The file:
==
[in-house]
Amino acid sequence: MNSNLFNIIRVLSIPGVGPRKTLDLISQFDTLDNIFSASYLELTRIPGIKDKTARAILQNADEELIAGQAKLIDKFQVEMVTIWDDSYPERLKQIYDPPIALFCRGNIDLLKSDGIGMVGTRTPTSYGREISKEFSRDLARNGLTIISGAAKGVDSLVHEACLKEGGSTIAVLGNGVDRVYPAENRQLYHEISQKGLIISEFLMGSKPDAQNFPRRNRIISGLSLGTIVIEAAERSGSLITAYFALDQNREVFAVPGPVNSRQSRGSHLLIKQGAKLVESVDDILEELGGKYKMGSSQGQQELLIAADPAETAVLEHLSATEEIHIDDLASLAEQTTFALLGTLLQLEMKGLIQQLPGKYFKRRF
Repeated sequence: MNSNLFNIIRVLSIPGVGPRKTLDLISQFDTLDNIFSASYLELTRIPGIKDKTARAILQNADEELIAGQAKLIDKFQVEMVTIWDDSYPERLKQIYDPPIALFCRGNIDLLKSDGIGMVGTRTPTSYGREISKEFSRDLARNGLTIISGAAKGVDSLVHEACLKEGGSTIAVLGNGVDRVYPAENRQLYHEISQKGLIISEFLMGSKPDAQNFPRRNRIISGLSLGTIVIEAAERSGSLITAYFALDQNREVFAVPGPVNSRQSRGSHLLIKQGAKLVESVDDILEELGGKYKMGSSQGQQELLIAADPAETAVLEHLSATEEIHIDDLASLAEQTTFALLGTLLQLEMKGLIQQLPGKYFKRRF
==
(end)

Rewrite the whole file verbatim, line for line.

[in-house]
Amino acid sequence: MNSNLFNIIRVLSIPGVGPRKTLDLISQFDTLDNIFSASYLELTRIPGIKDKTARAILQNADEELIAGQAKLIDKFQVEMVTIWDDSYPERLKQIYDPPIALFCRGNIDLLKSDGIGMVGTRTPTSYGREISKEFSRDLARNGLTIISGAAKGVDSLVHEACLKEGGSTIAVLGNGVDRVYPAENRQLYHEISQKGLIISEFLMGSKPDAQNFPRRNRIISGLSLGTIVIEAAERSGSLITAYFALDQNREVFAVPGPVNSRQSRGSHLLIKQGAKLVESVDDILEELGGKYKMGSSQGQQELLIAADPAETAVLEHLSATEEIHIDDLASLAEQTTFALLGTLLQLEMKGLIQQLPGKYFKRRF
Repeated sequence: MNSNLFNIIRVLSIPGVGPRKTLDLISQFDTLDNIFSASYLELTRIPGIKDKTARAILQNADEELIAGQAKLIDKFQVEMVTIWDDSYPERLKQIYDPPIALFCRGNIDLLKSDGIGMVGTRTPTSYGREISKEFSRDLARNGLTIISGAAKGVDSLVHEACLKEGGSTIAVLGNGVDRVYPAENRQLYHEISQKGLIISEFLMGSKPDAQNFPRRNRIISGLSLGTIVIEAAERSGSLITAYFALDQNREVFAVPGPVNSRQSRGSHLLIKQGAKLVESVDDILEELGGKYKMGSSQGQQELLIAADPAETAVLEHLSATEEIHIDDLASLAEQTTFALLGTLLQLEMKGLIQQLPGKYFKRRF